Pizza: There is a considerable body of evidence that booze is a worse menace than weed. And that prohibition is (was) a far worse menace than either one. Tobacco is a still worse menace. So is refined sugar. Once again we see the double standard at work. All the above are chemicals. You say what you don't do is a menace and should be illegal. But if anybody suggests regulating what you do do and you start crying "nanny state."

Apparently Dick Morris and WPHT don't provide bulletin boards for you to comment. Are we to understand that you listen to Morris instead of Loudell? And that you aren't bothered that Morris bumped Hannity?

Thank you for acknowledging the TP propensity of saying "something stupid." Even more than either Bush or either Biden. Maybe even more than Frank and Nancy Sinatra. Reagan was probably even dumber than any of the aforementioned but Jack Warner had trained him to follow his script.
- "No, no. Jimmy Stewart for governor. Ronald Reagan for best friend." - Jack Warner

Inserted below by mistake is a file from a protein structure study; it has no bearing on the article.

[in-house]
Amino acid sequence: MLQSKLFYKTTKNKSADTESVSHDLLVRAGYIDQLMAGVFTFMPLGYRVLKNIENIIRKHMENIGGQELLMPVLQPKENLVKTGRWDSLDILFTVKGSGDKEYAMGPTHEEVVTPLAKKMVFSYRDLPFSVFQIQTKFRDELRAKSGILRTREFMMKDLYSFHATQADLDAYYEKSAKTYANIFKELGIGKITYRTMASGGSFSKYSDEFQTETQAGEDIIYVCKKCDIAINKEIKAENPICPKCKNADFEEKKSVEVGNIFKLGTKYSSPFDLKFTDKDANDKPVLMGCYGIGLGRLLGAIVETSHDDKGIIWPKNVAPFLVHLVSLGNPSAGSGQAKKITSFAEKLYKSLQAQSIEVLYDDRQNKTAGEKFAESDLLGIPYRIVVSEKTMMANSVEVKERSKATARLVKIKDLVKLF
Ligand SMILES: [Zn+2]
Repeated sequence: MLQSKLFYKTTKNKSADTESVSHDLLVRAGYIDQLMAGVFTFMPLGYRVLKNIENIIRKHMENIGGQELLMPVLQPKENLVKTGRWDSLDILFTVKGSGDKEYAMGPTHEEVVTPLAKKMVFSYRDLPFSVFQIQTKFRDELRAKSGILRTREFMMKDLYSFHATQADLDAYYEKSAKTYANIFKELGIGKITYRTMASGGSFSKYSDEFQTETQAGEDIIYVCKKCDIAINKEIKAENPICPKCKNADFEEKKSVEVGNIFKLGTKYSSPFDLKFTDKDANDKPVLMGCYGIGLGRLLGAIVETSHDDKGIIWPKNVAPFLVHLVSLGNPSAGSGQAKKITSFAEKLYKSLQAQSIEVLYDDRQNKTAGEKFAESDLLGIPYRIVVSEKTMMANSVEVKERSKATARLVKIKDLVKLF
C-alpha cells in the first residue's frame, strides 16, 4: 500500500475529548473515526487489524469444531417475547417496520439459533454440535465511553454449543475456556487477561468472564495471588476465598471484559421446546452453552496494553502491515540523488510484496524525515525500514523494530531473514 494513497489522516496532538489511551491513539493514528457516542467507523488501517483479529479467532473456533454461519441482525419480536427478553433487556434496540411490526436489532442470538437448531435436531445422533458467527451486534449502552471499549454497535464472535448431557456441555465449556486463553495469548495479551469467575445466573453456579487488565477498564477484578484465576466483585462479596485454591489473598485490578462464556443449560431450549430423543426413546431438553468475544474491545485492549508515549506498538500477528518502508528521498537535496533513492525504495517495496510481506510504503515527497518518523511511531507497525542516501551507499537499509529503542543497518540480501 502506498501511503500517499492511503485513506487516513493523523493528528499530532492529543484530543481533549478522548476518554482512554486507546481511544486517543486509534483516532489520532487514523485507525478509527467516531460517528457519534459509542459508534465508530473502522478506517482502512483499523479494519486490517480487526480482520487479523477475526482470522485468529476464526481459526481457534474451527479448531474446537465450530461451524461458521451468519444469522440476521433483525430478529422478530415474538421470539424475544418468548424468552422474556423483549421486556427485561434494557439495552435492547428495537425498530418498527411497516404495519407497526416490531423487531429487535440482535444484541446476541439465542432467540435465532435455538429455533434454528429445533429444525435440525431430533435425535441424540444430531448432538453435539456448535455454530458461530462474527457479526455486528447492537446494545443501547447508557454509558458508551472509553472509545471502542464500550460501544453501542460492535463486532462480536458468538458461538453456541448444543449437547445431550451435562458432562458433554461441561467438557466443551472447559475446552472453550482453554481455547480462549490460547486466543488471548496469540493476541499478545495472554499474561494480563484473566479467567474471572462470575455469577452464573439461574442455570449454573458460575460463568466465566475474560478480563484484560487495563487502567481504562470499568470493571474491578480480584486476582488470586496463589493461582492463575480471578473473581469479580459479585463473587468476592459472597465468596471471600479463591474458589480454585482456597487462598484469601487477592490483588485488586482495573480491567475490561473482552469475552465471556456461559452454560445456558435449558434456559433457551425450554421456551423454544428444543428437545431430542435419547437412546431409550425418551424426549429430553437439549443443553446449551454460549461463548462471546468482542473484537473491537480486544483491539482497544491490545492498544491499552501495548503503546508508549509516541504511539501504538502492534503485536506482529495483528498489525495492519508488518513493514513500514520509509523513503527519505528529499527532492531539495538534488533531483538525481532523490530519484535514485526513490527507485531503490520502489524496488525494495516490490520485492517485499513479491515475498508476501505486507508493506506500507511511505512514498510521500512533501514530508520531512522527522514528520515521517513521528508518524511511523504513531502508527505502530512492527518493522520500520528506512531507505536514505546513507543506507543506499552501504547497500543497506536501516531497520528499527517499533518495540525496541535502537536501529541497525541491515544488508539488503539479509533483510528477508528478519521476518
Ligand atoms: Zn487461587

Mike from Delaware
Sat, Apr 19, 2014 12:25pm
Billsmith: Basically I hold both parties to the same standard, so I applaud either when I agree with their positions and bash them when I disagree with their position on an issue. I'm not a cheerleader for either.

billsmith
Sat, Apr 19, 2014 1:16pm
MFD: Yes, I know. You and I are in a very small minority. None the less, I am amazed at the mental and ethic gymnastics the double standard crowd goes through.
And for them it's not just about agreement, it's about what group somebody belongs to (only Whites are racist, only men are sexist) or who somebody is (Biden can do no wrong).

mrpizza
Sat, Apr 19, 2014 1:57pm